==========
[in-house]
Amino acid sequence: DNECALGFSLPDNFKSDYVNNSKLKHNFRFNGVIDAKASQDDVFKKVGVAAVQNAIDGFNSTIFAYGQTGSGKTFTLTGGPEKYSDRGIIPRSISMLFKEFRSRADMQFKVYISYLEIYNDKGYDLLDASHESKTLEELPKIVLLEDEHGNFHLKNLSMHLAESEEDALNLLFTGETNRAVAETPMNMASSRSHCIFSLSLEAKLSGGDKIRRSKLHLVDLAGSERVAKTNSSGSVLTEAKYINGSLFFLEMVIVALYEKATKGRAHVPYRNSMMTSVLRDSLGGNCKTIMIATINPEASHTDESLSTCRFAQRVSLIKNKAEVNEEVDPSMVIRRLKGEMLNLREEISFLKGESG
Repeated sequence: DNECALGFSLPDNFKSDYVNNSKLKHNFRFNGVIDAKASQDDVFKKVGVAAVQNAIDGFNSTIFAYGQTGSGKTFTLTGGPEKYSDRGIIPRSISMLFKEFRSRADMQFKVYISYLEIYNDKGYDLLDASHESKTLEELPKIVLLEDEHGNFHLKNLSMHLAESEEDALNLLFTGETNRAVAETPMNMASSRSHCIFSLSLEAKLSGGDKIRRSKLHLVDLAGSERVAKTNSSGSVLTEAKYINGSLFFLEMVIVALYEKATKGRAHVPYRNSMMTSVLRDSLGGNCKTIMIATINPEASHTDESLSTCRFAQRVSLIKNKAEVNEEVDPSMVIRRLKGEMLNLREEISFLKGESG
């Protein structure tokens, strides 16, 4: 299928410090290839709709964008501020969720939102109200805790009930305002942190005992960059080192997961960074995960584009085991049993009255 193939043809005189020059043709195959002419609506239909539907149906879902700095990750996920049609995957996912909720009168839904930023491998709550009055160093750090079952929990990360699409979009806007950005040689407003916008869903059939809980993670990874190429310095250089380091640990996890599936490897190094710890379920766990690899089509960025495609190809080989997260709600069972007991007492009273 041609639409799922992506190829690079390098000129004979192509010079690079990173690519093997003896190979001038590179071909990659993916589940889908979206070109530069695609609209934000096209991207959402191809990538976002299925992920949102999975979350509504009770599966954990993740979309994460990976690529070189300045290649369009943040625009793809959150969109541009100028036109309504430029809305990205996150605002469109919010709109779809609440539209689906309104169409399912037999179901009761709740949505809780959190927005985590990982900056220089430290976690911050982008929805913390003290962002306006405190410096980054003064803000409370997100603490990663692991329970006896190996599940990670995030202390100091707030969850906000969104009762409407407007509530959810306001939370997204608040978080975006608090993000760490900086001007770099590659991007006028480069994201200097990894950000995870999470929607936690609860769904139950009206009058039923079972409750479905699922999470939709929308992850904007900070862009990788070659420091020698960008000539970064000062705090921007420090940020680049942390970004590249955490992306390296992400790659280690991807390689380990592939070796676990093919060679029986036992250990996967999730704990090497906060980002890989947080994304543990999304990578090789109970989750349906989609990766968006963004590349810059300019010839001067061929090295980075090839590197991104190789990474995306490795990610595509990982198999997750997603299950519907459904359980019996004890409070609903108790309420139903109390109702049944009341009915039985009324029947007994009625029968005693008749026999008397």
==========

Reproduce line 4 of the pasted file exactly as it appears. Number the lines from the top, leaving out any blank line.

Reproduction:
């Protein structure tokens, strides 16, 4: 299928410090290839709709964008501020969720939102109200805790009930305002942190005992960059080192997961960074995960584009085991049993009255 193939043809005189020059043709195959002419609506239909539907149906879902700095990750996920049609995957996912909720009168839904930023491998709550009055160093750090079952929990990360699409979009806007950005040689407003916008869903059939809980993670990874190429310095250089380091640990996890599936490897190094710890379920766990690899089509960025495609190809080989997260709600069972007991007492009273 041609639409799922992506190829690079390098000129004979192509010079690079990173690519093997003896190979001038590179071909990659993916589940889908979206070109530069695609609209934000096209991207959402191809990538976002299925992920949102999975979350509504009770599966954990993740979309994460990976690529070189300045290649369009943040625009793809959150969109541009100028036109309504430029809305990205996150605002469109919010709109779809609440539209689906309104169409399912037999179901009761709740949505809780959190927005985590990982900056220089430290976690911050982008929805913390003290962002306006405190410096980054003064803000409370997100603490990663692991329970006896190996599940990670995030202390100091707030969850906000969104009762409407407007509530959810306001939370997204608040978080975006608090993000760490900086001007770099590659991007006028480069994201200097990894950000995870999470929607936690609860769904139950009206009058039923079972409750479905699922999470939709929308992850904007900070862009990788070659420091020698960008000539970064000062705090921007420090940020680049942390970004590249955490992306390296992400790659280690991807390689380990592939070796676990093919060679029986036992250990996967999730704990090497906060980002890989947080994304543990999304990578090789109970989750349906989609990766968006963004590349810059300019010839001067061929090295980075090839590197991104190789990474995306490795990610595509990982198999997750997603299950519907459904359980019996004890409070609903108790309420139903109390109702049944009341009915039985009324029947007994009625029968005693008749026999008397």